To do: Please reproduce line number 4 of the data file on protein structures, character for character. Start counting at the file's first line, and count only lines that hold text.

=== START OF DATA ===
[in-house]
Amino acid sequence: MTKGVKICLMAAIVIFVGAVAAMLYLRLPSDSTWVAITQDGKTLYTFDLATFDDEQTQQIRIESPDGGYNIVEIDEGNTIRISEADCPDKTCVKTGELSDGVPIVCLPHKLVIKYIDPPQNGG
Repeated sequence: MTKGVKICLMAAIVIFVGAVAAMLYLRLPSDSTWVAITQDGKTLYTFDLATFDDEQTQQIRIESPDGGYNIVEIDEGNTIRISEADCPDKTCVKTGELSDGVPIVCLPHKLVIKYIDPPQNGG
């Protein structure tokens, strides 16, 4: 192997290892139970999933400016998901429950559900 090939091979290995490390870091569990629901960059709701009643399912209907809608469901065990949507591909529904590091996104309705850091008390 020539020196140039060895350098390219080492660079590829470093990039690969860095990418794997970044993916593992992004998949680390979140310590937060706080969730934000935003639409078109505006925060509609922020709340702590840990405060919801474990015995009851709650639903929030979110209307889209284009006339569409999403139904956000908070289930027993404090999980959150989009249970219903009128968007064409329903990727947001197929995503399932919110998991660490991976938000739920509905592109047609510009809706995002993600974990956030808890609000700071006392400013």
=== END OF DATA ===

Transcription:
């Protein structure tokens, strides 16, 4: 192997290892139970999933400016998901429950559900 090939091979290995490390870091569990629901960059709701009643399912209907809608469901065990949507591909529904590091996104309705850091008390 020539020196140039060895350098390219080492660079590829470093990039690969860095990418794997970044993916593992992004998949680390979140310590937060706080969730934000935003639409078109505006925060509609922020709340702590840990405060919801474990015995009851709650639903929030979110209307889209284009006339569409999403139904956000908070289930027993404090999980959150989009249970219903009128968007064409329903990727947001197929995503399932919110998991660490991976938000739920509905592109047609510009809706995002993600974990956030808890609000700071006392400013």